German Federal Agency for Nature Conservation (BfN)


Peatland conservation

Until the 17th century, bogs and fens were hostile to and inaccessible to humans and remained largely untouched wilderness. In the course of industrialisation, peatlands were increasingly drained for agriculture or forestry. The peatland habitats left over today are endangered and with them many of their characteristic, highly specialised animal and plant species.

Peatlands: Formation, conservation status and biodiversity

Ecologically functional, near-natural peatlands provide a wide range of ecological services. Besides their special importance to biodiversity, they aid seasonal water retention, regulate the nutrient balance, mediate the regional climate, provide recreational opportunities for people, and play an important part as carbon sinks and reservoirs in mitigating climate change. In connection with current climate policy objectives they are also of economic importance. Drainage and exploitation of peatlands mean that many of these environmental services are lost to a large degree. Ecosystem services can be restored at least partially by rewetting peatlands. In this way, nature conservation projects can contribute in climate change mitigation.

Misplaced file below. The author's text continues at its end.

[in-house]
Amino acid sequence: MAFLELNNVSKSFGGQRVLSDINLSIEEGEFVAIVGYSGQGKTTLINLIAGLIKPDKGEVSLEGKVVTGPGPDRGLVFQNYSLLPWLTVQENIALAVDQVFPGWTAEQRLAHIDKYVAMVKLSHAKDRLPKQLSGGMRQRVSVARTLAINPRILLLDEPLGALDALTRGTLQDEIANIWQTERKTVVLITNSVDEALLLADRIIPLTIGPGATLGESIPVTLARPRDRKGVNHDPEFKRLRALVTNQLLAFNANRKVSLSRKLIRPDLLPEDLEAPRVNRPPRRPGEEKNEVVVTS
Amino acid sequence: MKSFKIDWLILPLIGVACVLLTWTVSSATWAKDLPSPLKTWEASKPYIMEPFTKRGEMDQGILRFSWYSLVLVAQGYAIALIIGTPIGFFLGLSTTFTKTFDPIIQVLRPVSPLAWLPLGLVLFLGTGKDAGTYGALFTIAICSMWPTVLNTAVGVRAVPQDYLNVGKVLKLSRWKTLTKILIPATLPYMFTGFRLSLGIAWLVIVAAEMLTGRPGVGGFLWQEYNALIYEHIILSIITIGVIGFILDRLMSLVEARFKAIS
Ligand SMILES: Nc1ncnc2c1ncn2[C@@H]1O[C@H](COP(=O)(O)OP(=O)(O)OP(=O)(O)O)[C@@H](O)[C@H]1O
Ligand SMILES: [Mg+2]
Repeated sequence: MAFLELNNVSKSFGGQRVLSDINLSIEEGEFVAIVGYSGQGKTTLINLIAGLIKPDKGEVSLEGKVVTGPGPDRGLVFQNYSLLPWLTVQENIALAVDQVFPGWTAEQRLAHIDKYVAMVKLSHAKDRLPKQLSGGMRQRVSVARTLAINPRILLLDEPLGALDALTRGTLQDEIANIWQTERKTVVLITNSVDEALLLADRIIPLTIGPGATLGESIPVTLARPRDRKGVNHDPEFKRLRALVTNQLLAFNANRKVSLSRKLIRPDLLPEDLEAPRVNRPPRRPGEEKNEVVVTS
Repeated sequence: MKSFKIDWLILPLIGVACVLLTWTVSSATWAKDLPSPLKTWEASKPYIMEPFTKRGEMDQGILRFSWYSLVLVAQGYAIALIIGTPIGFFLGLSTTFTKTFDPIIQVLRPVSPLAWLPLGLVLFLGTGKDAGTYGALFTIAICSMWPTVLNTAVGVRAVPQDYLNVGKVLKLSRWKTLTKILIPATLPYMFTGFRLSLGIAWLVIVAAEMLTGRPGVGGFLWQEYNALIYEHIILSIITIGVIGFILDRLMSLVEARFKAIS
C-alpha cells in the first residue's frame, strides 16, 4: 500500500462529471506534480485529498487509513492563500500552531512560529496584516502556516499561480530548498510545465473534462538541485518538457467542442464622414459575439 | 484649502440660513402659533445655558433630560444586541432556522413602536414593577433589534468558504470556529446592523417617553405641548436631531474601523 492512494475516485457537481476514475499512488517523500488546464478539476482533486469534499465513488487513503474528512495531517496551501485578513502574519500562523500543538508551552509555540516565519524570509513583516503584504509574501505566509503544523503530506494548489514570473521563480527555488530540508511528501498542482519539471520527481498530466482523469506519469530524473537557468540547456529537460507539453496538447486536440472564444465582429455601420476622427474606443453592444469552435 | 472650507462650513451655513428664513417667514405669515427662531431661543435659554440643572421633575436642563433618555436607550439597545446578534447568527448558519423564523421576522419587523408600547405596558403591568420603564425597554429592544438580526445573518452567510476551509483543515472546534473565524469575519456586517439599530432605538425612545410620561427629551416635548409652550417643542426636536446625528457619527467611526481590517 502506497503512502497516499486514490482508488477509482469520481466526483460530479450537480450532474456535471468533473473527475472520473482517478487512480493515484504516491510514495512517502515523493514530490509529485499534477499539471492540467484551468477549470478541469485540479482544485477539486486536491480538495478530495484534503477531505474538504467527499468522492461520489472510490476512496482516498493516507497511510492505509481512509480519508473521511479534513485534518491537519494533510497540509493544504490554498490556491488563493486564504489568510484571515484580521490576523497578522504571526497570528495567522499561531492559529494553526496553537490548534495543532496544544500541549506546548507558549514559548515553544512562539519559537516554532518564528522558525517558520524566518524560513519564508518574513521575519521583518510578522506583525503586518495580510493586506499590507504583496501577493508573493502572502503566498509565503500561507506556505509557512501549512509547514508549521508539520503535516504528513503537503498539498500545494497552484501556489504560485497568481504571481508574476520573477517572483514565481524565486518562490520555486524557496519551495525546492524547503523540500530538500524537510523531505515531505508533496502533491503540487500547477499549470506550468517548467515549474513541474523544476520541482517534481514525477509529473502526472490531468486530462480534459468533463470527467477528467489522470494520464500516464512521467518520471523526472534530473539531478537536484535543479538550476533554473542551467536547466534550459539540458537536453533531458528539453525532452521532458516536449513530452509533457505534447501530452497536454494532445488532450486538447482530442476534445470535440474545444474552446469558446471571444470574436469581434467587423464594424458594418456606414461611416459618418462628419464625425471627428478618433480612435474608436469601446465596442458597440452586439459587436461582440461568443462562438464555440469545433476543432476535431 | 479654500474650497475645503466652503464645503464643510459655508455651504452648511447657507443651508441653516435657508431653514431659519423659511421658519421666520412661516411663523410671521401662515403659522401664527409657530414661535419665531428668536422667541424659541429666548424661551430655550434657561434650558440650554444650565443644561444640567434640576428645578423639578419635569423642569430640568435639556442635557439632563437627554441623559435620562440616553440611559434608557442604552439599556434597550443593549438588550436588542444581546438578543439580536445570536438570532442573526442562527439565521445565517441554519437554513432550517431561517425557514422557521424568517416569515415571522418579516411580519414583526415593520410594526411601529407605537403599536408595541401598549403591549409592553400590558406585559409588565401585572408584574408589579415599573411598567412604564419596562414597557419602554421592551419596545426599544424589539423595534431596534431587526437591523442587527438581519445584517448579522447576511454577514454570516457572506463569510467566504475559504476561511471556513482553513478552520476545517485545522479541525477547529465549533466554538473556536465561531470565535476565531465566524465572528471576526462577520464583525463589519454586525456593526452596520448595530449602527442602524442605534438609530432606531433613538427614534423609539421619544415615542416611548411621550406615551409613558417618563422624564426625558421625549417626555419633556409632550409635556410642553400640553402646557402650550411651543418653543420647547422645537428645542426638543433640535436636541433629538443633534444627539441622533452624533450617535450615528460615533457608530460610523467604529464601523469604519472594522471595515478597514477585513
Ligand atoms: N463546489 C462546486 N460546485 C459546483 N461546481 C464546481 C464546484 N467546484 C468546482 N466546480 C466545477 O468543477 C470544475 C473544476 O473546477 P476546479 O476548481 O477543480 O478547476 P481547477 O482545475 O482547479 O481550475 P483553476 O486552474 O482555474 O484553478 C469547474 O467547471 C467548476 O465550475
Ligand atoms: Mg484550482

Ecosystem services of peatland

Since the signing of the Convention on Biological Diversity (CBD) in 1992 and against the backdrop of climate change, the conservation and management of peatlands have become increasingly important and a major policy issue internationally in recent years.

Peatland conservation: Situation and need for action


For further information please contact:

Dr. Karin Ullrich
Dr. Peter Finck

FG II 2.1

Last Change: 18/02/2021